By Chic DiCiccio
The finest moment of “1917” occurs while Lance Corporal Schofield (George MacKay) hides inside a bombed out French building. It’s nighttime, he’s injured, and hiding from German soldiers who are aware of his presence. He stumbles across a French woman, also hiding out, who helps him, feeds him and it’s all done by two people who can barely understand each other’s language.
It’s a beautifully quiet and poignant moment that is surrounded by death and destruction. Schofield silently wonders if he should stay hidden and abandon his mission, which could result in the death of 1,600 of his fellow countrymen. Of course, this reluctant hero presses on.
If you remove the technical brilliance of “1917,” it’s a story about two men, Schofield and Lance Corporal Blake (Dean-Charles Chapman), tasked with risking their lives in order to save an entire British battalion. That story alone is captivating, but director Sam Mendes and cinematographer Roger Deakins elevate the material to a level that hasn’t been seen since “Saving Private Ryan.”
The premise of “1917” comes from a story that Mendes’ grandfather, Alfred Mendes, told to him when he was a child. Mendes, along with co-writer Krysty Wilson-Cairns, expounded on that story that is told via one continuous camera shot, albeit with mind-boggling editing by Lee Smith.
By design, “1917” is a very episodic movie with loads of intense action, which are surrounded by moments of calm. The character development is slightly lacking, but there’s enough there to become invested in Schofield and Blake. The importance of their mission is the driving force here and more than enough to keep viewers completely riveted.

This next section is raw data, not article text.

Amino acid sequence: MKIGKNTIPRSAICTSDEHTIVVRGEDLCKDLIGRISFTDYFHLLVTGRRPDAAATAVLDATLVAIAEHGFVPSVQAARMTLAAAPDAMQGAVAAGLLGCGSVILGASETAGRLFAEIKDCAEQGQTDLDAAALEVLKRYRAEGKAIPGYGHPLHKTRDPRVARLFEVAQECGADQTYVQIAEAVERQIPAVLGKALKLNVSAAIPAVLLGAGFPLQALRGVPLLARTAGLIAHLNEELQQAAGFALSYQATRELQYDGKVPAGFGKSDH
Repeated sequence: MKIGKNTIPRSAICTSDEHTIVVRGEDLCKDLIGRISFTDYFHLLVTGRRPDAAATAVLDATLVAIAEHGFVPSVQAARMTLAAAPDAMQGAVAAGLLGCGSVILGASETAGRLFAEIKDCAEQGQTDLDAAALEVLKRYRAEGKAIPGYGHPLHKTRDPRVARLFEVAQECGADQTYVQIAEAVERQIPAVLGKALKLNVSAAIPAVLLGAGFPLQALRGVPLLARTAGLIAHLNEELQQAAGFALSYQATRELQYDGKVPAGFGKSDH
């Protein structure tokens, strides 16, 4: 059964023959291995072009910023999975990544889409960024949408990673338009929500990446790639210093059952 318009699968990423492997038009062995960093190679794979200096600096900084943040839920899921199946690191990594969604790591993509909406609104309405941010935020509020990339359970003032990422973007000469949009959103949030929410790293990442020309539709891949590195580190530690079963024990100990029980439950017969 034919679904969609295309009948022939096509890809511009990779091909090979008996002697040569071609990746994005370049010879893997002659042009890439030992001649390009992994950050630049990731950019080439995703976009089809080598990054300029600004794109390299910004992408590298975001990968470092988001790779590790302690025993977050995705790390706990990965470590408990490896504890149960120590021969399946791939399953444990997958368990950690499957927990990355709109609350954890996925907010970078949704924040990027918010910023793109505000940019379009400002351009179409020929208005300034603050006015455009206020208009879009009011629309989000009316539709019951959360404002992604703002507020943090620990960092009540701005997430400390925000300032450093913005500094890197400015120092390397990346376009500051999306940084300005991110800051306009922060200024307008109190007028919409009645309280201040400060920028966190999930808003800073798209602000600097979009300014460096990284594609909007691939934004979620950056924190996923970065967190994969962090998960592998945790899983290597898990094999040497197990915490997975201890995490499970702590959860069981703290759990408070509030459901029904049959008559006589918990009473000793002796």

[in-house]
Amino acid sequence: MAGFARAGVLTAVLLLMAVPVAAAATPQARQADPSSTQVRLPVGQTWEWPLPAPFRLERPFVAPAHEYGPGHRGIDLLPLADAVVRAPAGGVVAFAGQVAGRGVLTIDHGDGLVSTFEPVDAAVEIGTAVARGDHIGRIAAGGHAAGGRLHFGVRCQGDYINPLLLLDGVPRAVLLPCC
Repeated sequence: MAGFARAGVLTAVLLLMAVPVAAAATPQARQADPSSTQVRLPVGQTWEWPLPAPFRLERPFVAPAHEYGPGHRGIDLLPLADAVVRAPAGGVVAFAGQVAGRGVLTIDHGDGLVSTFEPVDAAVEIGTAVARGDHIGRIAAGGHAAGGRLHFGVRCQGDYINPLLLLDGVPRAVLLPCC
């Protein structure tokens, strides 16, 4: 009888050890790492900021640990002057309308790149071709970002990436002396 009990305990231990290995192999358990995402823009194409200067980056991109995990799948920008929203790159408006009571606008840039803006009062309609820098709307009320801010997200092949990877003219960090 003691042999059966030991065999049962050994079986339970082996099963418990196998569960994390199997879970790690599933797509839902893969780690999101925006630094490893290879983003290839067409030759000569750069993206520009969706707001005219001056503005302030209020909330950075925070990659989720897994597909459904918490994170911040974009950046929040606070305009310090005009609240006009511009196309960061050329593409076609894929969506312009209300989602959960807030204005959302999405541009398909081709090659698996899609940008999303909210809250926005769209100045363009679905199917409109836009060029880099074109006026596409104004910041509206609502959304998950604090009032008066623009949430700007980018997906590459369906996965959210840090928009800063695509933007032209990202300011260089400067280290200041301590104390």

MacKay and Chapman are excellent and the fact that they aren’t household names adds to “1917.” It makes it far easier for them to disappear into the roles and adds to viewer stress.
There are several big-name actors who appear (Benedict Cumberbatch, Colin Firth, Richard Madden, Mark Strong), but their roles amount to nothing more than cameos. In a way, those appearances add gravity to those moments, as it makes it feel that much more important.
Make no mistake, the star of “1917” is the film itself. Mendes’s ambitious, almost unrealistic vision is flawlessly completed with three or four signature sequences that will be seen in famous film montages for years to come. There are two moments that when paired with Thomas Newman’s score are nothing short of inspiring, even as the screen is filled with fire, bullets and death.
It seems like nearly every great movie released this time of year is deemed an Oscar contender, but “1917” is a shoo-in for Best Picture, Best Director, Best Score, Best Cinematography and essentially every technical and art-related award available. If not for the fact that he’s an unknown and the field will be absolutely loaded, one could make a case for MacKay as Best Actor.
Sam Mendes has directed plenty of great movies, but nothing compares to “1917.” The one-shot technique is not a gimmick and fully makes sense in the context of the story being told. It’s a testament to bravery and sacrifice, and should be the Best Picture winner of 2019.